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Arek Nawo
07 Nov 2019
9 min read

Discussing carousel as a way of showcasing content

Imagine a situation - you’re building a website (or an app), which is full of content that needs to be showcased in some way. The possible solutions are a list, a grid, or a carousel. So, which one would you choose? I’ve faced such a problem when working on the redesign of my website. You know, I’ve got quite a few blog posts right here, and I’d like to present them nicely. That’s how the whole thinking process started…

At the time of writing, when you navigate to a page on my blog that’s meant to list some kind or group of posts, you’ll be greeted with either a list on mobile or a grid on larger screens - paginated when needed. It’s a nice, let’s say “usual” way of doing things.

But, when you’re doing some kind of redesign, you usually want everything to be plain better, which is often associated with some drastic changes. The reality is that new or different doesn’t always mean better. It’s just something inside our human brains that makes us desire new and unique things all the time. There’s a great chance that something like this has happened to you before. Either way, I just wanted to provide some context as to why I even started to think about implementing a carousel.


So, in my designs, I always follow the mobile-first rule. Not only because that’s where most of my viewers come from, but also because I find it a lot easier. Back in the day, the mobile-first ideology wasn’t so popular. Mainly because developers had a hard time adapting their designs to fit smaller, touch-sensitive screens, not mentioning Flash-related issues and all the other stuff.

Nowadays, I find myself having a harder time designing for desktop, rather than mobile. The sole pressure of using the available space appropriately is just that high. Anyway, that’s why I make most of my design choices based on how things look and work on smaller screens.

A carousel as a way of displaying content feels very natural and intuitive on mobile devices - given the proper controls. You should be able to mindlessly swipe right or left to view all the content with ease. You should see the next and previous elements of the carousel, just so you know what’s coming. That’s how a perfect mobile carousel should work - generally speaking. Because when taking a closer look, you’ll see that there’s a lot more to consider…

Pros and cons

If you’ve faced a similar problem before, then you’ve most likely searched the web back and forth, only to discover a lot of information about how bad carousels can be. Most of it is probably true, but let’s try to take an even more objective perspective and see how carousels stack up against their alternatives.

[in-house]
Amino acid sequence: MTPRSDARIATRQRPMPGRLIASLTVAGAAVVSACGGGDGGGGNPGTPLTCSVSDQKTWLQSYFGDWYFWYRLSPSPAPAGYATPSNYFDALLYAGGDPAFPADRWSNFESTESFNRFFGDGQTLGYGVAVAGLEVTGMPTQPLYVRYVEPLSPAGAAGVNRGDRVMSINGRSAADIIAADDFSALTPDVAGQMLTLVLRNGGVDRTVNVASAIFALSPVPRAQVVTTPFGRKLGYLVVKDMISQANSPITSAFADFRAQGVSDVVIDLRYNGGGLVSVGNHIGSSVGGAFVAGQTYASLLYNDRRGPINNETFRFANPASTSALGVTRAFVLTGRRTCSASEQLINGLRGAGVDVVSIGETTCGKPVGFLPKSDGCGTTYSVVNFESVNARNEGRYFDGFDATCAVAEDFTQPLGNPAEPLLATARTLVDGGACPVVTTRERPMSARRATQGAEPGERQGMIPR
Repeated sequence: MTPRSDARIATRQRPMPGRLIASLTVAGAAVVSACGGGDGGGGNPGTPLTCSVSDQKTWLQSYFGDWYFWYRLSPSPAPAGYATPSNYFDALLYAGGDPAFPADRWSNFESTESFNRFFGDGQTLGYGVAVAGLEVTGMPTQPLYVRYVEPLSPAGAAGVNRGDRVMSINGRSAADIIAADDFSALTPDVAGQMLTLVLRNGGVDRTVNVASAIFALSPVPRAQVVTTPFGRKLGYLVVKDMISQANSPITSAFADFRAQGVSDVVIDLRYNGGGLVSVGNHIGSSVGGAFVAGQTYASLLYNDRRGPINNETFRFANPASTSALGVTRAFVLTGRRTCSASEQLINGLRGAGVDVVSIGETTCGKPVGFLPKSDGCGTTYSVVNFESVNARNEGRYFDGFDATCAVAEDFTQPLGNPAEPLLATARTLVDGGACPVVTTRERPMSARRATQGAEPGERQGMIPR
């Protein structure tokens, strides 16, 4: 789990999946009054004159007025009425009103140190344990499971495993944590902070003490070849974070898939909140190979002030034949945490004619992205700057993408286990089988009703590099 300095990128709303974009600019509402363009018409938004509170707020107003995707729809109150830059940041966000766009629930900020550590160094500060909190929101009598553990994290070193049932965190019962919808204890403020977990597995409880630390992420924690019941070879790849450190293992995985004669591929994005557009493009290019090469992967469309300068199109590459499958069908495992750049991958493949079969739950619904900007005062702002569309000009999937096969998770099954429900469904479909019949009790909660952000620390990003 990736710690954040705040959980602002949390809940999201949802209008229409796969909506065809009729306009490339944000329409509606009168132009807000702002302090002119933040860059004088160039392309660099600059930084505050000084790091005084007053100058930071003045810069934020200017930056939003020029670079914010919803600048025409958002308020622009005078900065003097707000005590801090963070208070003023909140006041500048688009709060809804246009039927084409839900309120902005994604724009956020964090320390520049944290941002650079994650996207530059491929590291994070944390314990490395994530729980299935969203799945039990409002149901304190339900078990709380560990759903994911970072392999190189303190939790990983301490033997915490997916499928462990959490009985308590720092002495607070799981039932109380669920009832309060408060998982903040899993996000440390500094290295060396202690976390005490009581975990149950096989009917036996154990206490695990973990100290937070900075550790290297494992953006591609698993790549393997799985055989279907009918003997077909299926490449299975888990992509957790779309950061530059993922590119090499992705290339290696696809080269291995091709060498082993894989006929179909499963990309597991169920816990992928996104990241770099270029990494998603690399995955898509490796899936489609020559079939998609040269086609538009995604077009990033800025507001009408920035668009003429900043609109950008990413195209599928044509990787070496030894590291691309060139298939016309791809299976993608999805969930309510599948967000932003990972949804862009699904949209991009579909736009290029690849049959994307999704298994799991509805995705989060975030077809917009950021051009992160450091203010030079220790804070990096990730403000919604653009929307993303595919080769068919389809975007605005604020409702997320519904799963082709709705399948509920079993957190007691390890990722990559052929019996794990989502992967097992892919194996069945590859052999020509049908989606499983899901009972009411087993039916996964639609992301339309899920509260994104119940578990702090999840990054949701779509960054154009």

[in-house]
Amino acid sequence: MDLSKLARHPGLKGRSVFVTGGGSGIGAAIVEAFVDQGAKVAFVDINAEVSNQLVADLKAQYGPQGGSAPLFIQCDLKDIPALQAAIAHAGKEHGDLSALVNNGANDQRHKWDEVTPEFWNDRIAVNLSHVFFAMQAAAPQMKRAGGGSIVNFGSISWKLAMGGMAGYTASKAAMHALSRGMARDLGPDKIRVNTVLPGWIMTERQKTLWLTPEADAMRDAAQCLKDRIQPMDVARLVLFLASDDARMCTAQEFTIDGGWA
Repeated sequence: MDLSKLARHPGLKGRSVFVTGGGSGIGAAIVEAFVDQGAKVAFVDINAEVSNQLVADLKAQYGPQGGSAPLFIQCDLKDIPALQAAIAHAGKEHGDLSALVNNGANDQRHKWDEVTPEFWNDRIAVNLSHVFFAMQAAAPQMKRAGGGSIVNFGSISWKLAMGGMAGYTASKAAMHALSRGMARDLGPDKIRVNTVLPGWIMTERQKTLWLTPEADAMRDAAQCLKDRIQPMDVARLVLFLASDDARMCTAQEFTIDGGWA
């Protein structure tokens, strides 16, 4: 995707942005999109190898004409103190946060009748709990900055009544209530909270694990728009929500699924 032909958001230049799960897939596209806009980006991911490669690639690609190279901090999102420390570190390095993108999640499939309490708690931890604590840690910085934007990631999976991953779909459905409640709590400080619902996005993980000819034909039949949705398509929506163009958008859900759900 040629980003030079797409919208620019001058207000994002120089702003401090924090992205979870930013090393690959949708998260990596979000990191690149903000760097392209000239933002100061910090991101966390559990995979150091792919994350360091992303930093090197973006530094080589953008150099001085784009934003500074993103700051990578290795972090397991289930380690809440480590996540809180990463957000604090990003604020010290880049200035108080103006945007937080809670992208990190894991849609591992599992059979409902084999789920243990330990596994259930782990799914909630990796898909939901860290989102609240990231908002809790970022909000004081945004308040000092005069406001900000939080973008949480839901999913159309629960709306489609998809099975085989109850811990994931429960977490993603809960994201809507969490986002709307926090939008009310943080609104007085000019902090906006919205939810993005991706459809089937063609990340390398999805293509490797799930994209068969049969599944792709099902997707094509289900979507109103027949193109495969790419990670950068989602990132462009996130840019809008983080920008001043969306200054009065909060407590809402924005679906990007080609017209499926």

Some studies show that most people, when interacting with carousels, view only the first few of its items. While it’s certainly true, let’s compare it to a list or a grid. Doesn’t the same effect take place here too? Viewers won’t scroll your list forever - the same applies to a grid. And, when you introduce pagination (not possible for carousels), the situation becomes even worse.

So, there’s no clear winner in this “category”. However, a grid, an infinite list or both of these solutions combined (infinite-scrolling grid) have an obvious advantage over a carousel. They’re able to present more content at once and can be easily enhanced to make user’s action more enjoyable. Yet still, you have to remember that any piece of content that requires the user to take action in order to view it, could be left unseen.


Now, the fact that lists and grids can display more content at once is both their pro and con at the same time. Imagine a scenario where you’d like your user to focus solely on one of your items. Grid is surely not ideal for this kind of use-case. A list, depending on the size of your items can be “snapped” to a given position, but it doing so doesn’t feel good. You could implement some kind of zooming or lightbox functionality, but it would require a touch/click action from the user to view it, and additional action if he were to visit the linked page (which is often the case).

A traditional carousel focuses only on one element at a time. It can provide the user with a preview of what’s on its right or left side, but it definitely won’t be main the focus point. A single tap/click will be enough for the user to perform a given action and no additional functionality is required.


List or grid controls are fairly easy to do. In fact, you’ll just need a simple container for all the items and the browser will automatically handle the scrolling mechanism for you. It’s both straight-forward for the developer, as well as to the end-user. If you have a lot of items, then you can either use pagination or an infinite-scroll mechanism. The first is simpler for the developers, while the second - for users. Either way, it’s quite simple to get things right.